“Champions are made when no one is looking… To me it means that if you want to excel, you have to do a lot on your own, outside the limelight. Over the years, I have learned how to work away from everyone else.”
–Justin Smith, NCAA championship golfer
Don’t call yourself “writer” if you ain’t writing new stuff or destroying old stuff in the quiet of your room and the chaos of your brain.
It’s easy to think writing is editing fully-formed pages, fanned out before an impressed audience that never believed you’d write that book. It’s easy to think that writing is submitting finished pages to a critique group or an editor, or that it’s querying. Some believe writing is taking down copious notes, even on the worst comments you get. But none of this is writing. These are the business tasks, the communication tasks, the prettying tasks–and all of them dependent on audience and human interaction. Writing, in its purest sense, is creating brand-new pages and ripping those up while you, one, remain the loneliest number.
When summer hits, when leaving the bed in the mornings is like bench pressing 50-plus pounds, when all you want to do is slouch through the heat with a margarita, you ask yourself, When will I find the energy to write? Will I ever write something new again? Do I want to write something new again? And even if I think my pages are crappy, do I dare rip them up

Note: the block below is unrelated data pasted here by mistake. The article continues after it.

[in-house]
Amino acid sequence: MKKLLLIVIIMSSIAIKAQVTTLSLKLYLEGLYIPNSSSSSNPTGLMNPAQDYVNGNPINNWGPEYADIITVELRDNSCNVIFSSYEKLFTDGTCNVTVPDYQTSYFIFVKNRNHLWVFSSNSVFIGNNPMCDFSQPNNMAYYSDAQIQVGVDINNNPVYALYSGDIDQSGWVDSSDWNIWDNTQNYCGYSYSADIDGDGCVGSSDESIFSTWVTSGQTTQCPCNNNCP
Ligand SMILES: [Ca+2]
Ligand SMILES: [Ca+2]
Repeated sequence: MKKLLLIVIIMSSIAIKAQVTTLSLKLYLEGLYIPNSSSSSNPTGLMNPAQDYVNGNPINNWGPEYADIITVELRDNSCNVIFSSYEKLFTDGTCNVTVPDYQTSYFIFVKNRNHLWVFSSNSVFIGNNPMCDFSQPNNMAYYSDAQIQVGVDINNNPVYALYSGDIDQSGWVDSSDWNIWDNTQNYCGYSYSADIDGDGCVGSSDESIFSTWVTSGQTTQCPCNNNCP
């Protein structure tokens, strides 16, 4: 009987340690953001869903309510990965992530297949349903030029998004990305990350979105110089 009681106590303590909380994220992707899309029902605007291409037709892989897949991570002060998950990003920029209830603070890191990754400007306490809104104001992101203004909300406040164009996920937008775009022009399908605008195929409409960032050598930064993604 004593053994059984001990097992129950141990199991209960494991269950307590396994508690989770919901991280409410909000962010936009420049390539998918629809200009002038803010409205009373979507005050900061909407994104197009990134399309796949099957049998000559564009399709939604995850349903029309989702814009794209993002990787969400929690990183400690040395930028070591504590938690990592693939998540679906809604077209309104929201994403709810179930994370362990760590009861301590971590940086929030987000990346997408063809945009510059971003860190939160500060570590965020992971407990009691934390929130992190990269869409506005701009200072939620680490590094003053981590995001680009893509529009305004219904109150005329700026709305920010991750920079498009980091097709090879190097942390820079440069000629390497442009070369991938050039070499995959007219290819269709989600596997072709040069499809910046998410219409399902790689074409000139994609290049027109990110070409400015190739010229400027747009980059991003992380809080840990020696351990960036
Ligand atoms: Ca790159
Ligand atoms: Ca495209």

It’s hard when the limelight is off you–when no one remarks on your blog, when the agent is deep in your pages but not able to respond, when the submissions are in literary magazine inboxes but no
After six months of writing a novel and a year of revisions, I let HOW WENDY REDBIRD DANCING SURVIVED THE DARK AGES OF NOUGHT take a breather in the hands of agents and readers. I let my short stories on submission and my collection in the hands of the University of Georgia’s Flannery O’Connor contest rest there. And I make myself get back to work.
The sequel to my novel is already rearing its mischievous head. It wants to be all exploratory scene and snappy dialogue but devoid of character want–that hard yearning after ONE THING that makes a story race and carry its readers along.